Sick humor plays a major role in the success of the film and there’s no shortage of cannibalistic puns and foreshadowing (and flesh chomping) and Eugene Levy and Andrea Martin are great as the lead characters. Afro-boasting Levy is the all around nice guy and Martin’s character comes across as sweet, needy, dumb and cute all at the same time. Of course, the film is unique as the cannibal girls themselves are downright hot and it’s cool to see sexy ladies wielding scissors, axes and knives (phallic when appropriate!) to take down unsuspecting males in gruesome fashion. Released in 1973, Cannibal Girls is a sort of Texas Chainsaw Massacre without the chainsaw and the similarities in plot are undeniable. The tones of the films are on opposite ends of the spectrum and there’s no comparison as to which film is more terrifying. The entire population of Farnhamville are all in on the little cannibal operation, from the Reverend to the cop, all the way down to the lowly gas station attendants. Similar yet is the fact that everywhere in the town seemingly serves odd tasting meat. The alike but contrasting styles of Cannibal Girls and Texas Chainsaw Massacre would amount to an almost unbeatable double feature. The ladies aren’t shy to eat in front of you, they make quite the mess, and you’d think you were watching an Italian zombie flick with such gluttony.
As odd and dry as the humor is, the odd joke doesn’t work and the dialogue is a bit lame at times, but when the film is good, it’s good and it’s not until the final plot twist that one can fully appreciate the 84 minutes they’ve experienced. The ample amounts of nudity will keep the men smiling and the vixens slicing and dicing men will make the ladies squirm. It looks like a Canadian horror film, drabby and grey with a few decent shots (they didn’t exactly have time to or money to bring a crane in, if you know what I mean), but the drive-in goodness seeps through all the cracks and imperfections. Sure, there are thunderstorms in the middle of winter for some reason, but there are also hot, naked ladies who happen to eat men and kill violently. Suicide Girls, eat your hearts out before these Canadian flesh-eaters get to them first. As far as other characters go, the reverend is the Manson-like ringleader of the gut-munching cult and he has Dracula-like powers over the women and loves to sit back and sip on blood while everyone chows down.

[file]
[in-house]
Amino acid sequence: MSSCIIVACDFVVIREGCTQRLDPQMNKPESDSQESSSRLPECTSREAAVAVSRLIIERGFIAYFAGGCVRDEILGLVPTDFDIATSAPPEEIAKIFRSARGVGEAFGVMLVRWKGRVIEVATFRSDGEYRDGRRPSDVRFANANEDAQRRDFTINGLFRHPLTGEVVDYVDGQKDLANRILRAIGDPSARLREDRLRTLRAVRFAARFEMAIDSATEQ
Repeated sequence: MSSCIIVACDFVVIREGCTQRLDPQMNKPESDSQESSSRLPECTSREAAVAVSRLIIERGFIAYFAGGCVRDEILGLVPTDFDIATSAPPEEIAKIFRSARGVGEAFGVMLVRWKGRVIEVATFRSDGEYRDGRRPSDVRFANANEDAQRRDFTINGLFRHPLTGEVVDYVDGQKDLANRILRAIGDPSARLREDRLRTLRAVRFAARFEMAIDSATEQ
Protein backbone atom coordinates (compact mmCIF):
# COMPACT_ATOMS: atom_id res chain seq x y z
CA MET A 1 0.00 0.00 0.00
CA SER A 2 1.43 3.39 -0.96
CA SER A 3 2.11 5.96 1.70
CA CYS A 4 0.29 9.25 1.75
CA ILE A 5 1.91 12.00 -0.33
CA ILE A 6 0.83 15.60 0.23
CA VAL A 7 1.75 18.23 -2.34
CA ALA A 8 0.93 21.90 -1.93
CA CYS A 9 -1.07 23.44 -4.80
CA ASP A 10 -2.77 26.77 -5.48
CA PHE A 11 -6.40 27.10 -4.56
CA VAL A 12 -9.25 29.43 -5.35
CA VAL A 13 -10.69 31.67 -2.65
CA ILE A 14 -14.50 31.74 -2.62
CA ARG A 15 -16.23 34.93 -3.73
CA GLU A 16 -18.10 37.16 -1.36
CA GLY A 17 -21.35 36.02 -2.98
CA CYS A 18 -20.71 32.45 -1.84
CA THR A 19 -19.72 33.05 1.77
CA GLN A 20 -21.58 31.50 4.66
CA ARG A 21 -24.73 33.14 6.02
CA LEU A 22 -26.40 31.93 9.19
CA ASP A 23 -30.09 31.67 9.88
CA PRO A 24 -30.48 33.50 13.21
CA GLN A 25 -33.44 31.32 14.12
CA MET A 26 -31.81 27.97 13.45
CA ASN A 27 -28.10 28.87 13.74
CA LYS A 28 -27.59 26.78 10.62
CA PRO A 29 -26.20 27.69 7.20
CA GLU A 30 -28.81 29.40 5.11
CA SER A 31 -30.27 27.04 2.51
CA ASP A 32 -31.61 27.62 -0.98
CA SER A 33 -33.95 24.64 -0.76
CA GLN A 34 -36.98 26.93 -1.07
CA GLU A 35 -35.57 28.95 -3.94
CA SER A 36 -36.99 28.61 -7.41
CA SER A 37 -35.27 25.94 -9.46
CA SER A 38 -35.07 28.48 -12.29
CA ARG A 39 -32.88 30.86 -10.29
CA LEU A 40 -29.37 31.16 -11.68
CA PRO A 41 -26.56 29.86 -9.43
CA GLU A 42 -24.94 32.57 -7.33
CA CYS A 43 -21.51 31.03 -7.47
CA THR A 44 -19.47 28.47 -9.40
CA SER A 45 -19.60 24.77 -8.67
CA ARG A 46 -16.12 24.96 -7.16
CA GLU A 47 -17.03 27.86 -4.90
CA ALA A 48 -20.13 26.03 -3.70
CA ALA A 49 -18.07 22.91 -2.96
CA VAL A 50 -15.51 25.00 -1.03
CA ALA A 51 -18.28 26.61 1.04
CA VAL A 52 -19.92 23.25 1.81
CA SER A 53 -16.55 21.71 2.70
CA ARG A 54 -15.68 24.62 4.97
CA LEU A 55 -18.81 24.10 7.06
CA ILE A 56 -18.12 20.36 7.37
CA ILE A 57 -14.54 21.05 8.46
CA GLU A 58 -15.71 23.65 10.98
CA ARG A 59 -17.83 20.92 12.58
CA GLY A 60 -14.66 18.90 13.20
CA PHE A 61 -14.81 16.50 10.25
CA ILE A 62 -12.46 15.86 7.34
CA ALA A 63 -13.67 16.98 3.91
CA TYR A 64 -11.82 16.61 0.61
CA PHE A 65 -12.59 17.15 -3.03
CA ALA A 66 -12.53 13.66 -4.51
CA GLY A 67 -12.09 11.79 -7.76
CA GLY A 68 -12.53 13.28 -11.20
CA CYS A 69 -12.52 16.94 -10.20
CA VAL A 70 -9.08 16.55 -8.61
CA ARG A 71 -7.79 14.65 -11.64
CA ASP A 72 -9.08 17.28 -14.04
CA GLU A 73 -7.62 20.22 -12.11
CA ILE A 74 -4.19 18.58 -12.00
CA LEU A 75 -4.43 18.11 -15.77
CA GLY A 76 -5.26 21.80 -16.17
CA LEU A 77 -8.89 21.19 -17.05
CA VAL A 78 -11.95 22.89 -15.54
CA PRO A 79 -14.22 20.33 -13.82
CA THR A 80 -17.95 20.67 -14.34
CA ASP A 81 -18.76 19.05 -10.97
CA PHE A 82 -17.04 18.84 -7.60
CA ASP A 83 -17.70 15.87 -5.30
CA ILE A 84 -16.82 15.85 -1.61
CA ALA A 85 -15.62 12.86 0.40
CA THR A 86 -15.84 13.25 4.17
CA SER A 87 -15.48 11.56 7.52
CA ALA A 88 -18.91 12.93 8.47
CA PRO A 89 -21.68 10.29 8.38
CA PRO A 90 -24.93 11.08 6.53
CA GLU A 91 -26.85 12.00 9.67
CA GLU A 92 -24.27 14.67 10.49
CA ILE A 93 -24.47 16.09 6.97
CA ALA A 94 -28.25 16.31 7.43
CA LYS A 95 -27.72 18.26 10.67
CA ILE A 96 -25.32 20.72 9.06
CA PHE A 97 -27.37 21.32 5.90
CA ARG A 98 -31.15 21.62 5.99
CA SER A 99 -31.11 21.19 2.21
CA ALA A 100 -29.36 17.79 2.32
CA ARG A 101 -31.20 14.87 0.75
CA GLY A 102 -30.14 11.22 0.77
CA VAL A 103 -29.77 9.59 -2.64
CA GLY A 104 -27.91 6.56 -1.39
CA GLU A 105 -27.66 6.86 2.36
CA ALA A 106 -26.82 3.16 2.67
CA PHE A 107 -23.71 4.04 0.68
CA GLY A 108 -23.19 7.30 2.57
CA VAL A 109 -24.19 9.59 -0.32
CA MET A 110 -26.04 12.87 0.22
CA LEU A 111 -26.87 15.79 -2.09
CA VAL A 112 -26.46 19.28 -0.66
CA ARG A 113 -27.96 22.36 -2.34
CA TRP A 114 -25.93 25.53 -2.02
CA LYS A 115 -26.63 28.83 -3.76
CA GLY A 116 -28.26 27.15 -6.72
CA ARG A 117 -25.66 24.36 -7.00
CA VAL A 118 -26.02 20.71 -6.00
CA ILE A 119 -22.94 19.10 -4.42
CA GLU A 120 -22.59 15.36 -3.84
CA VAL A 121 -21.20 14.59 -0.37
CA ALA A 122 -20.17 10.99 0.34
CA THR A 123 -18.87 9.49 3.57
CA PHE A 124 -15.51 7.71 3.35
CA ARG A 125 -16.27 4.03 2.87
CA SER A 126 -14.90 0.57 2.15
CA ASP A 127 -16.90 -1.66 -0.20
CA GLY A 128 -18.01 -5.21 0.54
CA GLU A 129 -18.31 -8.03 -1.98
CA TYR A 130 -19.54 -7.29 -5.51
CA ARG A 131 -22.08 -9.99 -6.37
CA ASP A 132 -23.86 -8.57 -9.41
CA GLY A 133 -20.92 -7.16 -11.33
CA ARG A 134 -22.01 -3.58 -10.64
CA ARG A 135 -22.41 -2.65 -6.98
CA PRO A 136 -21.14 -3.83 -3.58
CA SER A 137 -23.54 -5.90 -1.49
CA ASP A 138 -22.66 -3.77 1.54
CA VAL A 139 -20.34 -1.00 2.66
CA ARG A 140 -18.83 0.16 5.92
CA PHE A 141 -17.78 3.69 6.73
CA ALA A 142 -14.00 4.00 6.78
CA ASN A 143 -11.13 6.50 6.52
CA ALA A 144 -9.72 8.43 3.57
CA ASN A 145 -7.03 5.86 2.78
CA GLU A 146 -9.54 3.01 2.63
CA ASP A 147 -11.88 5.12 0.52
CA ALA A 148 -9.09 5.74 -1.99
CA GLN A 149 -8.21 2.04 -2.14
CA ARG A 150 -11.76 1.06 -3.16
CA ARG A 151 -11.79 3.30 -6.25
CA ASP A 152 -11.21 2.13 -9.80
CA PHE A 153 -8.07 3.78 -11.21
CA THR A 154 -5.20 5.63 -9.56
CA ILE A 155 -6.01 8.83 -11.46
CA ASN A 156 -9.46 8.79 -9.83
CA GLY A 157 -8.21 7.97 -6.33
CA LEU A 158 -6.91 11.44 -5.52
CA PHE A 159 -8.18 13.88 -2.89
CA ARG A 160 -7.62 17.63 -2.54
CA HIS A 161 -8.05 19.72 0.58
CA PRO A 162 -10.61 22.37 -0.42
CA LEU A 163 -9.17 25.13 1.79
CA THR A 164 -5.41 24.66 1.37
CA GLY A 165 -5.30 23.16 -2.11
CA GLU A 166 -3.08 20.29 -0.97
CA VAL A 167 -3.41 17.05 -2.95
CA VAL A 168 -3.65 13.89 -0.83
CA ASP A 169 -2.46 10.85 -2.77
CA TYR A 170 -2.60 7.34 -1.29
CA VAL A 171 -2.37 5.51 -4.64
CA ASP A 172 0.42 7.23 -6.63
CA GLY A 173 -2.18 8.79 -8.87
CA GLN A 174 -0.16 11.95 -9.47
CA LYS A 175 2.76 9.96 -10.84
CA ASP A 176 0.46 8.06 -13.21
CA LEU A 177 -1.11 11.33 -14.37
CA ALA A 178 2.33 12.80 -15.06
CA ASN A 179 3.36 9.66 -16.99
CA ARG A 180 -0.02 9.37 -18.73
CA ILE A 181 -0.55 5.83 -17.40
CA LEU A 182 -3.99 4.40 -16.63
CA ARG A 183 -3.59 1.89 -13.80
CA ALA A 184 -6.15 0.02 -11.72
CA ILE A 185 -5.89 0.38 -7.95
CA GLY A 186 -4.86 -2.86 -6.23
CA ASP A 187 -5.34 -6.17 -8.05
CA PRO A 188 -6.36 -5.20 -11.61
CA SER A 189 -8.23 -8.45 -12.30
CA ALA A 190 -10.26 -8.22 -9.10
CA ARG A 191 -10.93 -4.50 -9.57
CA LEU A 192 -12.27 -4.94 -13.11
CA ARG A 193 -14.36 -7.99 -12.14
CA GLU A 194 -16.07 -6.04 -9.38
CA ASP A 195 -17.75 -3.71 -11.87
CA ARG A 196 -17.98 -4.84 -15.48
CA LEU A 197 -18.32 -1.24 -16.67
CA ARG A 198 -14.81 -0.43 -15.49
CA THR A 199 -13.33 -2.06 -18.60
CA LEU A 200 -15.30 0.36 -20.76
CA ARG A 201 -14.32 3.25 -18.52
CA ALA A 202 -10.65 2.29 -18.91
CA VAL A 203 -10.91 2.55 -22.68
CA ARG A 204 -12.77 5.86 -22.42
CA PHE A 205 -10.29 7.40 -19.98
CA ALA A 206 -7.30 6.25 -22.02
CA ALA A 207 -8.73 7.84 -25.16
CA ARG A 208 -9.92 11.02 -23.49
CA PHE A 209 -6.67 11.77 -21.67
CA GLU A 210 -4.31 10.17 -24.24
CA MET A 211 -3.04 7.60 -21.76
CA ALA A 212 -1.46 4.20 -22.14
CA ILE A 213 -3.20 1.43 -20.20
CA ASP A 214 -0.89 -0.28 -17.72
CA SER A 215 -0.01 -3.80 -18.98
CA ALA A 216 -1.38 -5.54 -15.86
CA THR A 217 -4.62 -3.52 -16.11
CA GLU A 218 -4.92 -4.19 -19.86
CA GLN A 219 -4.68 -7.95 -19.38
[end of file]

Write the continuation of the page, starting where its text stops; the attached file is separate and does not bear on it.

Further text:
So it’s not high art, but what drive-in film is? That’s the entire charm of the cheesy experience and its captured wonderfully in Cannibal Girls. When blood isn’t being drank and men devoured, even a drink of vintage house wine isn’t without disgust. The grapes used to make it were grown on the grave of the reverend’s grandfather, appropriately. “I don’t know, there’s something about human remains that add a certain, earthy quality to wine!” Seeing as the film was shot in the winter in Ontario, it’s Canadian and doesn’t try to hide it. Harry and Gloria are from Toronto and there’s a Canadian flag clearly on display, unlike the shunning of the Maple Leaf in Funeral Home. It’s hard to believe the CFDC denied funding to this stinking piece of tasty cheese because it wasn’t commercially viable. Ivan Reitman proved them wrong as he would many times in his career, from the controversial early Cronenberg films and plenty other genre effort he has been a part of during his ongoing career. Sadly, you won’t find this one of Ivan’s classics on DVD, but those who search hard for it will be blessed. Cannibal Girls is a must-see for Canadian horror enthusiasts, but there’s no need for a fork at this messy dinner party! Buy it!